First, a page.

Look to human nature for continued success of phishing attacks

Hackers stick with a weapon they know works—and get better at using it

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Some­times, peo­ple get tired of hear­ing the same old advice—but they need to hear it again, any­way. Eat health­i­er. Exer­cise more. Spend less. And …

DON’T CLICK ON ATTACHMENTS IN EMAILS YOU DON’T EXPECT.

I know, I know, you would nev­er do that. But you’ll be stunned to find out how many peo­ple do. In fact, that’s the big les­son from Verizon’s annu­al Data Breach Inves­ti­ga­tions Report. We’ll get to that in a moment. But, first, let me dis­cuss human nature—because that’s what we’re real­ly talk­ing about here.

I’d have a real­ly tough time pitch­ing a sto­ry to an edi­tor about phish­ing. That sto­ry is so 1999. And yet, there’s a rea­son your inbox and mine are still full of notes claim­ing to be from banks that need your account num­ber and pass­word. Phish­ing works.

And it doesn’t only work on you. It works on big orga­ni­za­tions. Like hos­pi­tals. There are mul­ti­ple reports that the dra­mat­ic ran­somware attacks suf­fered recent­ly by health care providers—you know, the ones that reduced hos­pi­tals to sched­ul­ing surg­eries with pen­cil and paper—began with suc­cess­ful phish­ing emails. Yes, employ­ees click on emails, and they click on attach­ments, and hack­ers are off to the races.

Urge to click hard to resist

Why does this keep hap­pen­ing? Human nature is pret­ty tough to over­come. Think back to one of the orig­i­nal glob­al virus epi­demics—the Love Bug. It worked for one rea­son: Who doesn’t want to get a love let­ter?

Tech­niques have only improved since then. Today, hack­ers can hand-craft phish­ing emails with per­son­al details, such as “Our boss Rick real­ly needs you to open this file for him.”

The oth­er rea­son phish­ing works is bor­rowed from the band Pink Floyd—the Momen­tary Lapse of Rea­son. You can have your guard up 23 hours and 59 min­utes a day (I hope you aren’t read­ing email that much), but all it takes is one slip, and down the hole the hack­ers go. We all get dis­tract­ed and do dumb things. We are all vul­ner­a­ble some of the time. Hack­ers have 24 hours every day to attack.

Hack­ers hone tech­nique

And so, phish­ing works. In fact, Ver­i­zon seems to think it actu­al­ly worked “bet­ter” last year than the year before. In the dataset Ver­i­zon stud­ied, 30 per­cent of phish­ing mes­sages were opened—compared to 23 per­cent the year before. And 12 per­cent of the time last year, recip­i­ents went on to click a mali­cious attach­ment or link, enabling the attack to suc­ceed. (Last year, it was 11 per­cent).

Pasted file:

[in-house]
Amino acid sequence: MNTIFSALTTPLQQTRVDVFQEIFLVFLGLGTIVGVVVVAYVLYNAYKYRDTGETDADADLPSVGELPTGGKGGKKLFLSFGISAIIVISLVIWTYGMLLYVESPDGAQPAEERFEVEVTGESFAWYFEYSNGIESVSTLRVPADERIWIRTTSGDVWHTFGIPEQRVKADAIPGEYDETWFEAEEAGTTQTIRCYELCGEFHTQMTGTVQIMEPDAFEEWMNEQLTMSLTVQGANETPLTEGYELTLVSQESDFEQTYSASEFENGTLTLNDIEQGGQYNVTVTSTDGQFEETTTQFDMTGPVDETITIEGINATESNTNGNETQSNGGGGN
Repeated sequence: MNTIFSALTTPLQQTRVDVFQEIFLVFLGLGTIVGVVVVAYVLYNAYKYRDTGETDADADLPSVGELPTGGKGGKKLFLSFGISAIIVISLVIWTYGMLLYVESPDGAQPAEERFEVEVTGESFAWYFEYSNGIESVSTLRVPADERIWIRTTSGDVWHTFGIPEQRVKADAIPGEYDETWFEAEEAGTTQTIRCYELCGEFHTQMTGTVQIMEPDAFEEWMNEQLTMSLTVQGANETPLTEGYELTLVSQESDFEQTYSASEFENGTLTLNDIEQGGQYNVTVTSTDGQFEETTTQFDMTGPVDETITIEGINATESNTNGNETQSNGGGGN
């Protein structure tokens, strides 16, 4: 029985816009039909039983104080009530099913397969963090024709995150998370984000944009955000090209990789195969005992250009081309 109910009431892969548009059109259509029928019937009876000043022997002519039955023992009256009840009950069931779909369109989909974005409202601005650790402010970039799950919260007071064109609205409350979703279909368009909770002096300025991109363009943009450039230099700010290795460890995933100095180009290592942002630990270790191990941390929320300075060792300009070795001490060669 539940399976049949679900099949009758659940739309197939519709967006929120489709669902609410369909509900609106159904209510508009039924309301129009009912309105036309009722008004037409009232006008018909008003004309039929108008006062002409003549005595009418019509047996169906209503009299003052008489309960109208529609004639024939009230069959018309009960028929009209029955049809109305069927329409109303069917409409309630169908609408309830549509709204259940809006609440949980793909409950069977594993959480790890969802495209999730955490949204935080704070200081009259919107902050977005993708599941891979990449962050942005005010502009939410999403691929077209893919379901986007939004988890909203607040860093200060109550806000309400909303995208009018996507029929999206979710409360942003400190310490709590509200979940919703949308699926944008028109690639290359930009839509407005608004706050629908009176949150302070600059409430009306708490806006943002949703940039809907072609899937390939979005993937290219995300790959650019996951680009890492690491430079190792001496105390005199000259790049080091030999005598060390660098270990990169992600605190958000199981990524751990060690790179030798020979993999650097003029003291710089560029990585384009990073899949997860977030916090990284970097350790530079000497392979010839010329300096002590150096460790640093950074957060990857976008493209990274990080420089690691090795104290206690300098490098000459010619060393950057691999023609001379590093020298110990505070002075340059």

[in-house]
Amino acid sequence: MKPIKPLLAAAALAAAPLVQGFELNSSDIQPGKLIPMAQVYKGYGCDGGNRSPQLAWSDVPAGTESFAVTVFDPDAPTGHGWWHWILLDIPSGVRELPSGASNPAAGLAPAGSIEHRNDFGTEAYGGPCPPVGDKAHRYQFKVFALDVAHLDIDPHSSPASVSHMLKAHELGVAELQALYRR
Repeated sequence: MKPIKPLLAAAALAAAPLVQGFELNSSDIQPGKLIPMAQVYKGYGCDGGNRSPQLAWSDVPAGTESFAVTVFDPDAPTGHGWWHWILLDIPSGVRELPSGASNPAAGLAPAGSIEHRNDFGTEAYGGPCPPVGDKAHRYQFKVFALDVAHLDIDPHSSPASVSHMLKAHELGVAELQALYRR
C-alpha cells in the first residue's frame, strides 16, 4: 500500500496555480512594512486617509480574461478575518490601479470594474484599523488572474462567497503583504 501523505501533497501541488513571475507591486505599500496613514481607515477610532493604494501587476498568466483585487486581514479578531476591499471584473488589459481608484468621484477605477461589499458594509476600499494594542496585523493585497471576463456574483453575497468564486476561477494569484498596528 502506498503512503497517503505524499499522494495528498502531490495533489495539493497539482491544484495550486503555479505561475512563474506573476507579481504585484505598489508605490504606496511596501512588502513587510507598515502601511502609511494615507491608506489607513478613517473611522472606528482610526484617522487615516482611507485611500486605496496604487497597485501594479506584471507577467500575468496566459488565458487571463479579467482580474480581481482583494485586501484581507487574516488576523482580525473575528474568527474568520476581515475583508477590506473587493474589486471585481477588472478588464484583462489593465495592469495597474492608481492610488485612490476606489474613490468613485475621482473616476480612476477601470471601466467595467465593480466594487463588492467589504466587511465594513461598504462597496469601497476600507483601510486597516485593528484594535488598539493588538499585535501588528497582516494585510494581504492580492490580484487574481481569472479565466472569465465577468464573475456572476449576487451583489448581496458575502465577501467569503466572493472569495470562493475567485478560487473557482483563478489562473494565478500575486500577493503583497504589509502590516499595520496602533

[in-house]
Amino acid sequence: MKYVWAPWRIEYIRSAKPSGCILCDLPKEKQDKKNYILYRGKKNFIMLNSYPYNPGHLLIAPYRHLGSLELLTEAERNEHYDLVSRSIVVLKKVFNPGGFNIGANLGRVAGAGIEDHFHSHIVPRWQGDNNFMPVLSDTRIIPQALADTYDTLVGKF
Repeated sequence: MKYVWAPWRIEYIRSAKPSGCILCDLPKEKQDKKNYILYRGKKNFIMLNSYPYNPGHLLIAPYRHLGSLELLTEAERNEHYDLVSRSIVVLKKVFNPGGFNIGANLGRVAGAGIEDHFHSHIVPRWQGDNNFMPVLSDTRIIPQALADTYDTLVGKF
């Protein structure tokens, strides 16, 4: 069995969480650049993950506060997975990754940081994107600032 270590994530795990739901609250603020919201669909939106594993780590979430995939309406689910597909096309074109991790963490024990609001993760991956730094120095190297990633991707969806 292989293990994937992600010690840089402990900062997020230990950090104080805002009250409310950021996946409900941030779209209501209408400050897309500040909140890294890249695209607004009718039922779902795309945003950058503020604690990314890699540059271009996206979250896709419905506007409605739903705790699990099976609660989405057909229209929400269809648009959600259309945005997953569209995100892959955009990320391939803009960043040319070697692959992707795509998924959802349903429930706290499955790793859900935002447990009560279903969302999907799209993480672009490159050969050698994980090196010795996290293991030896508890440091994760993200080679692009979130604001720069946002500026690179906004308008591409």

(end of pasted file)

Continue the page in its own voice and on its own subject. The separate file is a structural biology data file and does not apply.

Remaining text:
Ever more alarm­ing, on aver­age, it took few­er than 4 min­utes for tar­get­ed recip­i­ents to open a phish­ing email and click on a mali­cious link. Hack­ers get to work quick­ly.

It’s impor­tant to know that the attacks that tar­get­ed hos­pi­tals and oth­er orga­ni­za­tions are not your father’s phish­ing. These bad guys aren’t try­ing to direct vic­tims to a web­site and trick them into enter­ing cre­den­tials or account num­bers. They sim­ply want to exe­cute rogue code on the victim’s com­put­er through an exploit, so they can have their way with the tar­get network—install ran­somware, for exam­ple.

In the old attack, vic­tims had a third moment to pause and con­sid­er the grav­i­ty of their actions (open the email, click on link, enter data). New phish­ing emails only offer two such moments, and they are much more pas­sive. That makes phish­ing more dan­ger­ous.

And that’s part­ly why ran­somware made the biggest jump in Verizon’s list of most com­mon attacks.

Mes­sage not hit­ting home

Email users still aren’t get­ting the mes­sage. As Verizon’s report puts it: “Appar­ent­ly, the com­mu­ni­ca­tion between the crim­i­nal and the vic­tim is much more effec­tive than the com­mu­ni­ca­tion between employ­ees and secu­ri­ty staff.”

So what can you do? Don’t be afraid to give—or receive—old warn­ings about diet, exer­cise and phish­ing. If you are too smart for all this, endure the train­ing for the sake of your col­leagues, and your orga­ni­za­tion. Some­one on your team—probably sev­er­al someones—has clicked on a phish­ing email recent­ly. The data you save may be your own.

In addi­tion to train­ing, orga­ni­za­tions can help them­selves by fil­ter­ing out phish­ing emails so they nev­er get to employ­ees in the first place. And per­haps most crit­i­cal­ly, they should care­ful­ly seg­ment net­works so when human nature strikes, the dam­age is lim­it­ed.

More sto­ries relat­ed to phish­ing:
How orga­ni­za­tions can avoid get­ting hooked by phish­ing scams
Sophis­ti­cat­ed spear phish­ing attacks becom­ing more com­mon
Cyber crim­i­nals go spear phish­ing, har­poon exec­u­tives


Posted in Data Security, News & Analysis